De-Programming Youth Ministry

In this post, Rocky Supinger wonders if the future of youth ministry will have less to do with church-based programming—the hallmark of youth ministry in its heyday from the 1970s through the end of the 20th century—and more to do with engaging youth within their own cultural contexts and peer groups. This is an important paradigm shift from an “attractional” approach to a more missional and contextual approach. If post-Christendom youth are less likely to come to us on our terms, we need to meet them in their worlds. Yet Rocky also points out that there is something unique about church space in the lives of youth. Rocky makes good use of Mark Oestreicher’s Youth Ministry 3.0, an essential book to read when it comes to thinking about what’s next in youth ministry.

welcome sneakers copyI’m not all that acquainted with what was “before” in youth ministry in the Presbyterian Church. I grew up an arm’s length from church, and I’ve been an Associate Pastor with responsibilities for youth for a mere six years. Yet allow me to wonder out loud about something that might feature prominently in the “next” iteration of our ministry with junior high and high school students across the PC(USA).

Simply put, I wonder if what’s next is fewer events and groups organized for church youth and more gatherings among established groups of students with no connection to the church.

A little background (and some caveats)…

Each Wednesday afternoon I’ve got two groups of students who gather at the church I serve: one group of junior high girls and another group of high school boys. I’m a bit baffled as to how this came about, as I certainly didn’t plan for it.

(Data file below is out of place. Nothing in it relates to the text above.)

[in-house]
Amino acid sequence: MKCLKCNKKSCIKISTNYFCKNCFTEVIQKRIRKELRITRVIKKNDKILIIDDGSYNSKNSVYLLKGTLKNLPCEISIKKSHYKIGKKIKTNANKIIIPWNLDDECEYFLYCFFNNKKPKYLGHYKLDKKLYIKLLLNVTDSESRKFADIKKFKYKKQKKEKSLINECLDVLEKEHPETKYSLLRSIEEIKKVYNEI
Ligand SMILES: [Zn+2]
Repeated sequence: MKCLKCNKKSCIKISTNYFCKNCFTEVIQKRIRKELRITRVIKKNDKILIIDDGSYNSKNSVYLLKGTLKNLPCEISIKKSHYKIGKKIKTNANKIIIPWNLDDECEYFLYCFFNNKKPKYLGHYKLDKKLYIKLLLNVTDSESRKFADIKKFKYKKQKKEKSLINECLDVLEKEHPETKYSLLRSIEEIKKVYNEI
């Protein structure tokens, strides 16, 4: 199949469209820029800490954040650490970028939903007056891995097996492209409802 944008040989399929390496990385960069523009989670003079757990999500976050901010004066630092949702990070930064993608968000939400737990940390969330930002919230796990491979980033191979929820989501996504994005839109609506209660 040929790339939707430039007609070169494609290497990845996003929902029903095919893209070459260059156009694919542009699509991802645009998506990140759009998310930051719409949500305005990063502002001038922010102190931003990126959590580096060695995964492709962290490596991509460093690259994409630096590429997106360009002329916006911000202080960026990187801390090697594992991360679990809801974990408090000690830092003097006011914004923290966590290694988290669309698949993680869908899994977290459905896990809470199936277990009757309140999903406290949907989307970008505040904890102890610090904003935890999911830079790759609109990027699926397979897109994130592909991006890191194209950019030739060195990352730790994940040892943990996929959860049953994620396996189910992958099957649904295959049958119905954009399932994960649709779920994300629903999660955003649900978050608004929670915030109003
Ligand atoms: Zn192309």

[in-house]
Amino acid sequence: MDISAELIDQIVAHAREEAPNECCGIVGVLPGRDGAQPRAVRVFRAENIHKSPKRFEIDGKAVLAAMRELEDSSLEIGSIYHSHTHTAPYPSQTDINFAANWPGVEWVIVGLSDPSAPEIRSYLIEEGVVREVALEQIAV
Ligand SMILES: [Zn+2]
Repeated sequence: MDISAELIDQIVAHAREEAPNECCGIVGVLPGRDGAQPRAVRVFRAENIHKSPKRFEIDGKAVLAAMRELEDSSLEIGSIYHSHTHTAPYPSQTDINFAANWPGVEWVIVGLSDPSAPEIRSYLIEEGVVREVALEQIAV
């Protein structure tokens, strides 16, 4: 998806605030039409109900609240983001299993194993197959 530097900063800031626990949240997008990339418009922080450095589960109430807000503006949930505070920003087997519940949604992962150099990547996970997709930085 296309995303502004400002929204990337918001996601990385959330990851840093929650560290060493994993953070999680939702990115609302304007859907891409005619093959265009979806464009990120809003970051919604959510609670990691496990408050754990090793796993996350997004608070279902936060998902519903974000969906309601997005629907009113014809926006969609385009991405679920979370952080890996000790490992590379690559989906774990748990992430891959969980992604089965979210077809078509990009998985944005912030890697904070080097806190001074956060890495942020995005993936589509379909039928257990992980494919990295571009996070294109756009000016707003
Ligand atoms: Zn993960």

Four years ago I invited a couple of 7th grade church kids to drop into the church youth room after school once a week, since they walked right past it on their way home. Within weeks, those students were bringing nearly a dozen of their friends.

For two years that group of junior high boys came to the church once a week. Then they graduated to high school. Their walk home no longer took them past the church, so I didn’t see them anymore. Meanwhile, I extended the invitation to another 7th grader to drop by with her friends after school. Now what started as a “guys” group is all girls, and only two of them are related to the church.

Then something funny happened. I ran into some of those boys who are now in high school and that I don’t see any more. They asked if they could start coming to the church again. Dazed, I said of course, and now there are a dozen or so 10th grade boys at the church every Wednesday afternoon. It’s turned into a kind of drop in center.

I’m not sure what’s happening with these groups. I’m thrilled that students from the neighborhood identify our church building as a place that welcomes them. I mean, I take swipes at “attractional” models of ministry like most of my colleagues, but the fact is that these students are attracted to something they don’t have anywhere else: a building with adults who mostly want to know them and play with them. That’s worth something.

But I’m not teaching them the Bible. We’re not having discussions of life issues. I suppose the most rigorous assessment of what these gatherings are providing is an experience of hospitality that is focused predominantly on recreation.

I wonder if this isn’t a pattern that we should embrace going forward, inviting groups of young people from our community into relationship with us and the church. (note: “into relationship with us” need not equal “into our church buildings,” but church spaces can be uniquely welcoming of teens.)